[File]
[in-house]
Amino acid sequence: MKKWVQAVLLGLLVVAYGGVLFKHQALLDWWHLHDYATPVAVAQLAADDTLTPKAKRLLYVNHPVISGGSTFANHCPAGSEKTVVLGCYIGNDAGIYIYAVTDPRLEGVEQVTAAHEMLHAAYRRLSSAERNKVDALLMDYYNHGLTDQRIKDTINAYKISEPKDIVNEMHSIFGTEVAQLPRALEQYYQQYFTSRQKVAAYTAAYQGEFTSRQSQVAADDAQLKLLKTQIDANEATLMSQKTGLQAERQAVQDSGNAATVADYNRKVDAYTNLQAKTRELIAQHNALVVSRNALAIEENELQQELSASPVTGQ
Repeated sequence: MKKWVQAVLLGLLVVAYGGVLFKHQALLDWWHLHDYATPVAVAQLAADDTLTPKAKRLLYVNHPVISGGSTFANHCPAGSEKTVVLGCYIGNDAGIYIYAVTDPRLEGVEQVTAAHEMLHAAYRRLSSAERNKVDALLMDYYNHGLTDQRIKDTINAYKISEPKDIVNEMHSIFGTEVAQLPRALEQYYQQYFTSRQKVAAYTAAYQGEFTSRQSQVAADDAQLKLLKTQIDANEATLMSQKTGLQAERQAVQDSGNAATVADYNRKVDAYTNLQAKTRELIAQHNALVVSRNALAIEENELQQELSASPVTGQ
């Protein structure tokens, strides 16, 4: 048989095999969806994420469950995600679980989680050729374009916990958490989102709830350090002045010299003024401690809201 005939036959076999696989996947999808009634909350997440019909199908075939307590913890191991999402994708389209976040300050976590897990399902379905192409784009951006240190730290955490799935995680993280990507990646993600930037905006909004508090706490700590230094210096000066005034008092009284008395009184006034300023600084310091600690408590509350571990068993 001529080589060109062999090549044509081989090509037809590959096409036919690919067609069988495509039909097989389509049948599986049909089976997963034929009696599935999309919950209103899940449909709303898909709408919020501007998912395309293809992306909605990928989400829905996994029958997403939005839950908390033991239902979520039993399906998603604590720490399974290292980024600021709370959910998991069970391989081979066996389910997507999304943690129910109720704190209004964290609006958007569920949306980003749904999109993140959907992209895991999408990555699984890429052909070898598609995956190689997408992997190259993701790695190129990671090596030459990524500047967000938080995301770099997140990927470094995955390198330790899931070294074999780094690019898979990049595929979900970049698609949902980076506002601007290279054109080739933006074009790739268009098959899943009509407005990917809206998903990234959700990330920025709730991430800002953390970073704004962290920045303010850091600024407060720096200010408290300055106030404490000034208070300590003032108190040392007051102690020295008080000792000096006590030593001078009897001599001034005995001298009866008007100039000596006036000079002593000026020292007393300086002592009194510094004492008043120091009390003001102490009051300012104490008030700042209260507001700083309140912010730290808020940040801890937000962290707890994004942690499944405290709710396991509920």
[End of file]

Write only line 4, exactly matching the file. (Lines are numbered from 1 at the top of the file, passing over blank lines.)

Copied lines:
């Protein structure tokens, strides 16, 4: 048989095999969806994420469950995600679980989680050729374009916990958490989102709830350090002045010299003024401690809201 005939036959076999696989996947999808009634909350997440019909199908075939307590913890191991999402994708389209976040300050976590897990399902379905192409784009951006240190730290955490799935995680993280990507990646993600930037905006909004508090706490700590230094210096000066005034008092009284008395009184006034300023600084310091600690408590509350571990068993 001529080589060109062999090549044509081989090509037809590959096409036919690919067609069988495509039909097989389509049948599986049909089976997963034929009696599935999309919950209103899940449909709303898909709408919020501007998912395309293809992306909605990928989400829905996994029958997403939005839950908390033991239902979520039993399906998603604590720490399974290292980024600021709370959910998991069970391989081979066996389910997507999304943690129910109720704190209004964290609006958007569920949306980003749904999109993140959907992209895991999408990555699984890429052909070898598609995956190689997408992997190259993701790695190129990671090596030459990524500047967000938080995301770099997140990927470094995955390198330790899931070294074999780094690019898979990049595929979900970049698609949902980076506002601007290279054109080739933006074009790739268009098959899943009509407005990917809206998903990234959700990330920025709730991430800002953390970073704004962290920045303010850091600024407060720096200010408290300055106030404490000034208070300590003032108190040392007051102690020295008080000792000096006590030593001078009897001599001034005995001298009866008007100039000596006036000079002593000026020292007393300086002592009194510094004492008043120091009390003001102490009051300012104490008030700042209260507001700083309140912010730290808020940040801890937000962290707890994004942690499944405290709710396991509920």